• Dynamic Typing - The type changes with its assigned value

    var foo = 1;     // (typeof foo) becomes 'number'
    foo = "hello";   // (typeof foo) becomes 'string'
  • Declaration is optional but highly recommended

  • Javascript uses Function Scoping (C uses block-level scoping)
    • Can be very confusing if you get used to block-level scoping!
    • Declaring in a function with var - local to that function
    • Declaring without var - global variable, i.e., under window
    var foo = 1;            // global variable - under window = 1;         // equiv. to the above
    window['foo'] = 1;      // equiv. to the above
    function a() {
      bar = 2; foo = 2;     // global variables
      var yo = 1;           // local variable to function a()

Variables (2/2)

  • More examples on Function Scoping (test/exam material?):

    var foo = 1;
    function a(){
      var bar = 2, foo = 2;
      foo2 = 3;
      return foo;
    a() == 2;                  // true
    foo == 1;                  // true
    foo2 == 3;                 // true
    foo2 === '3'               // false: the type-checking part failed
    typeof bar == 'undefined'  // true 
  • === will check if the LHS and RHS are of the same type and value
    (or address for arrays and objects)


  • Function Declaration Approaches:

    function add(param1, param2) { return param1 + param2; }
    var add = function(param1, param2) { return param1 + param2; }
    window.add = function(param1, param2) { return param1 + param2; }
  • According to function scoping, the first two approaches can become local, while the last one is declaring a global function.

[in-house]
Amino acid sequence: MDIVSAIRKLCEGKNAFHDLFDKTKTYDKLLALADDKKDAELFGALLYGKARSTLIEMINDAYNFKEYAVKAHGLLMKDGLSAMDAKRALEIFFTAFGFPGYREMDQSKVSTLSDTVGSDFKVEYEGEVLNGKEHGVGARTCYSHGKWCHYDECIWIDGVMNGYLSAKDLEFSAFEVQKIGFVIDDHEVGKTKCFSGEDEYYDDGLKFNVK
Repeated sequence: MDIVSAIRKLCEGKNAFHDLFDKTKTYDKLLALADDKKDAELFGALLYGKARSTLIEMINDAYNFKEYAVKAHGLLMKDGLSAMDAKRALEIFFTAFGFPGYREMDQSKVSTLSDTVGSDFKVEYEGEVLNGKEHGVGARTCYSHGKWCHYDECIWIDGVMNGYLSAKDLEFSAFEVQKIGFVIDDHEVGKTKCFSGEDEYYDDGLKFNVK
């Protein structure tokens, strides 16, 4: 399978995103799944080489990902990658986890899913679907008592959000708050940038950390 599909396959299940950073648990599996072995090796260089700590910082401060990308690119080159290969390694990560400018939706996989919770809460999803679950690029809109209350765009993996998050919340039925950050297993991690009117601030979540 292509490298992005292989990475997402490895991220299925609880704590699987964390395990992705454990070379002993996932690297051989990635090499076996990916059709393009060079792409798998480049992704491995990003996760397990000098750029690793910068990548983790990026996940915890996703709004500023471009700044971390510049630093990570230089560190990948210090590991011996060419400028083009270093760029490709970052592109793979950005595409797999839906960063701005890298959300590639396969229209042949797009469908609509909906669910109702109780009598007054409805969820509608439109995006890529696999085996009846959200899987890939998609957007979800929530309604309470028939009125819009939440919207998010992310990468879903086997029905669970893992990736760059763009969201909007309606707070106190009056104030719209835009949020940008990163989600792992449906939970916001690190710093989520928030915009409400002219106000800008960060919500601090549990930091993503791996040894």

• Anonymous function are useful for event listeners:

    function(param1) // I have no name 
    { /* do something here, to be discussed later */ }

Basic Object-Oriented Javascript:

  • Javascript has no syntax like class. It's function. :)

    var Person = function(name, sex){ = name || 'Unnamed';
      this.gender = (sex && sex == 'F') ? 'F' : 'M';
    Person.prototype.setName = function(name) {return};
    Person.prototype.getName = function() {return};
    Person.prototype.getGender = function() {return this.gender};
  • prototype is the interface to add methods to every instance

  • To initialize a new instance and call the methods:

    var p1 = new Person('Peter', 'M'),
        p2 = new Person('Niki', 'F'),
        p3 = new Person();
    p1.getGender() == p3.getGender();            // true
    p3.getName() == 'Unnamed';                   // true
    p3.getName=function() {alert('overridden')}; // overriding method

Variable/Function Names can collide!

  • It is especially problematic under dynamic typing.
  • Trivial Solution: Make the names sufficiently long to avoid collision.